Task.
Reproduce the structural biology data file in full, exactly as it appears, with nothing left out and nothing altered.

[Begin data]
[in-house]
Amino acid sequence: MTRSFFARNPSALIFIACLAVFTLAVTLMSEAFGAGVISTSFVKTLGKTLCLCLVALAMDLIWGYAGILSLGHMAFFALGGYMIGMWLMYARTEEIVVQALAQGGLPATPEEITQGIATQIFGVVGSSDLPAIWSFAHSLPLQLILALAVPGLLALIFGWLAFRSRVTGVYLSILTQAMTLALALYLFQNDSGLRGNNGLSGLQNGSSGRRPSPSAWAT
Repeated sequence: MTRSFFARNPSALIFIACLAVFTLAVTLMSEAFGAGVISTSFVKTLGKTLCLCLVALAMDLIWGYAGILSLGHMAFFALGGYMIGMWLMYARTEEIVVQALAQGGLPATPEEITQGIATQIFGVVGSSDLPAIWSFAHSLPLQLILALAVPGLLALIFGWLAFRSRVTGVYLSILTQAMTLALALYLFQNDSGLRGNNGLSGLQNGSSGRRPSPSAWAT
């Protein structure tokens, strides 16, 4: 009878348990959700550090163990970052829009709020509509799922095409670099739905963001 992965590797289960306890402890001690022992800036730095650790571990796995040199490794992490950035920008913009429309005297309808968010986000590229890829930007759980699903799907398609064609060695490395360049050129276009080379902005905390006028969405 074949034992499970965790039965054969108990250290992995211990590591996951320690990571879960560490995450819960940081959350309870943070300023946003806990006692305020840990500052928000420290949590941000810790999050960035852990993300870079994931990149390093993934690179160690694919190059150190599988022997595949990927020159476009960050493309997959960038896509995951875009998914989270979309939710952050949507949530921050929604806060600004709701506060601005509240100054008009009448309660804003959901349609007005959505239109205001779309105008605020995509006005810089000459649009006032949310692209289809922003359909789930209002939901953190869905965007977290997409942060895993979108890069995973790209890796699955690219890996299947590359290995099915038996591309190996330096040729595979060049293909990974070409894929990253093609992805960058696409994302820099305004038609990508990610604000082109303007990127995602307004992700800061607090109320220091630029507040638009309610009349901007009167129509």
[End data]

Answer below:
[in-house]
Amino acid sequence: MTRSFFARNPSALIFIACLAVFTLAVTLMSEAFGAGVISTSFVKTLGKTLCLCLVALAMDLIWGYAGILSLGHMAFFALGGYMIGMWLMYARTEEIVVQALAQGGLPATPEEITQGIATQIFGVVGSSDLPAIWSFAHSLPLQLILALAVPGLLALIFGWLAFRSRVTGVYLSILTQAMTLALALYLFQNDSGLRGNNGLSGLQNGSSGRRPSPSAWAT
Repeated sequence: MTRSFFARNPSALIFIACLAVFTLAVTLMSEAFGAGVISTSFVKTLGKTLCLCLVALAMDLIWGYAGILSLGHMAFFALGGYMIGMWLMYARTEEIVVQALAQGGLPATPEEITQGIATQIFGVVGSSDLPAIWSFAHSLPLQLILALAVPGLLALIFGWLAFRSRVTGVYLSILTQAMTLALALYLFQNDSGLRGNNGLSGLQNGSSGRRPSPSAWAT
């Protein structure tokens, strides 16, 4: 009878348990959700550090163990970052829009709020509509799922095409670099739905963001 992965590797289960306890402890001690022992800036730095650790571990796995040199490794992490950035920008913009429309005297309808968010986000590229890829930007759980699903799907398609064609060695490395360049050129276009080379902005905390006028969405 074949034992499970965790039965054969108990250290992995211990590591996951320690990571879960560490995450819960940081959350309870943070300023946003806990006692305020840990500052928000420290949590941000810790999050960035852990993300870079994931990149390093993934690179160690694919190059150190599988022997595949990927020159476009960050493309997959960038896509995951875009998914989270979309939710952050949507949530921050929604806060600004709701506060601005509240100054008009009448309660804003959901349609007005959505239109205001779309105008605020995509006005810089000459649009006032949310692209289809922003359909789930209002939901953190869905965007977290997409942060895993979108890069995973790209890796699955690219890996299947590359290995099915038996591309190996330096040729595979060049293909990974070409894929990253093609992805960058696409994302820099305004038609990508990610604000082109303007990127995602307004992700800061607090109320220091630029507040638009309610009349901007009167129509």